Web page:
You’ve been through more in the past nine years than I might go through in my whole life, yet I see you smiling through the tears. I see you forgiving and learning to hold your own temper. I see you coping like a pro. You astound me.

You have this tender heart and strong moral compass and I wonder who in the world ever pointed you North in your life? Every Christmas when you get a year older, you’ve looked back on a year of chaos and turmoil. Role models seem to be scarce and yet your heart is so strong. You are something I never thought I’d see and you’ve singlehandedly restored my hope in humanity.

I sometimes wish you were born into my family and I could’ve known you and loved you your whole life, but then you wouldn’t be Meggie. And we wouldn’t be us. I wish I could see the front of this embroidery work the Lord is stitching, because from under here, everything looks like chance and loose ends. From under here I cannot fathom why you would need to go through what you have, but God knows.

I told you today while we both cried at the kitchen table that someday we’ll look back and hardly be able to remember this sad time. Before I know it, you’ll be a lovely American lady and I will wrack my brain for the feeling of your soft skin and the smell of your shiny hair. I want us both to remember that you call your freckles “sparkles” and say that they’re a gift from the sun who loves you. You have a little up-turned nose and clear hazel eyes and the shiniest hair I ever saw. You have little square hands and feet and a gap between your two front teeth that makes you smile with your mouth closed, but we sometimes catch your real smile and it’s electric. Oh, how we love you.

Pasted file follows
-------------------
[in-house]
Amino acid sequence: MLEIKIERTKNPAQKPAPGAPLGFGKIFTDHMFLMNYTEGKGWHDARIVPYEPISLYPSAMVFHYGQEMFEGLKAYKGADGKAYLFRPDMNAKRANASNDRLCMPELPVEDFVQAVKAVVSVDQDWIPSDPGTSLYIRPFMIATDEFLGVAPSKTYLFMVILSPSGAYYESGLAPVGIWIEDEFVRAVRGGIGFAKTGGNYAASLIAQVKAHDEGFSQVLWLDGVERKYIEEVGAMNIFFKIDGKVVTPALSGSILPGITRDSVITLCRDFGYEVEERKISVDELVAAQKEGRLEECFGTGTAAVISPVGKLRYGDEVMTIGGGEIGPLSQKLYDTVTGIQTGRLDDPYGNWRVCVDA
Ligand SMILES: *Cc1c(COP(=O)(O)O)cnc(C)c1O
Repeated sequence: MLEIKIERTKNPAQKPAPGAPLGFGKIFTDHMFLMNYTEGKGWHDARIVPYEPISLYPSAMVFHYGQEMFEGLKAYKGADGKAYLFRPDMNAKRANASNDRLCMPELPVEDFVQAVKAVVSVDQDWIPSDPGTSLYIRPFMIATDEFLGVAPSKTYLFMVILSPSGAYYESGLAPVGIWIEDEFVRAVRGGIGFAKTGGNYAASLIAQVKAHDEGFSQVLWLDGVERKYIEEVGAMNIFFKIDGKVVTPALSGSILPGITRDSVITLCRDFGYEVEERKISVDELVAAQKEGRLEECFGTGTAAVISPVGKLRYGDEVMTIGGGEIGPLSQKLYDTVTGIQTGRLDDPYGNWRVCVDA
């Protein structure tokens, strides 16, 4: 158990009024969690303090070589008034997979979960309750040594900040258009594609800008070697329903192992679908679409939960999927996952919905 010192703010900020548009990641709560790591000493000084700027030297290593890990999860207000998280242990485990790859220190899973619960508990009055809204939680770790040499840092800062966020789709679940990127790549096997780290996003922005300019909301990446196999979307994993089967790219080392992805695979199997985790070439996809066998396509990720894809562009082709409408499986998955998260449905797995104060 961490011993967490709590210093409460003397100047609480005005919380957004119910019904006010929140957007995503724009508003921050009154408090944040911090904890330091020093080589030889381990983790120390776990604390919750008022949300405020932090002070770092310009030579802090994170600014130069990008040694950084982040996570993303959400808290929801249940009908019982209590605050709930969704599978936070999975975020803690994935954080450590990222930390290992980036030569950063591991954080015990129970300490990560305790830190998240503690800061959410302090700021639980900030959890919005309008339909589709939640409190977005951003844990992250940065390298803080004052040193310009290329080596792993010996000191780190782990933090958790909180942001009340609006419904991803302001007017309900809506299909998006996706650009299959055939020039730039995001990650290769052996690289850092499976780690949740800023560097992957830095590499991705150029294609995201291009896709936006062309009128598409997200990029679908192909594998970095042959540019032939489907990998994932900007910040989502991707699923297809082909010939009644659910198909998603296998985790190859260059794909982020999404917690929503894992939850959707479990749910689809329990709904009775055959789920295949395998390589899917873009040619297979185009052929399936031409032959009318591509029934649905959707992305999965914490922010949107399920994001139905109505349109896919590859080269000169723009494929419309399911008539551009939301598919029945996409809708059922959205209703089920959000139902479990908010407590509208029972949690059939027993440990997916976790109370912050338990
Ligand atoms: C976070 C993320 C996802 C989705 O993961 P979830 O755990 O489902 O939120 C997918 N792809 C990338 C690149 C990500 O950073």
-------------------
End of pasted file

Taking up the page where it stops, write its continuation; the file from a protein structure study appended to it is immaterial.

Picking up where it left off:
I feel fear grip my heart because I think I’m about to push fast-forward on the best movie I’ve ever watched and next time I see you, the credits will be rolling on your childhood. I pray it’s not long until you’re here for good, part of the family, safe.

Stay small, Meggie. Stay small and sweet and soft. Stay silly and bright and brave. Be just like this when you come  home and be just like this the rest of your life, because I think you’re positively perfect just the way you are.

Tomorrow you and Mommy and Daddy will fly out. You will spend one more night together in Chicago and then you’re off. Across the sea, the miles, the barrier between us. You’ll be back to the orphanage and the boarding school, life without a family. That’s what feels like sand paper going down my throat. You could’ve lived your whole life without knowing the love we cannot help but lavish on you. How many more Meggies are out there tonight, just praying that someone would stroke their hair and sing “I see the moon” before drifting off to sleep?

I didn’t know I wanted another sister. I didn’t know I could love another the way I love the ones I already had. But oh how I do. You’re like a dream of  a girl from a book. You are the flourish at the end of our family name. I love you, Meggie-Moo. Hurry home.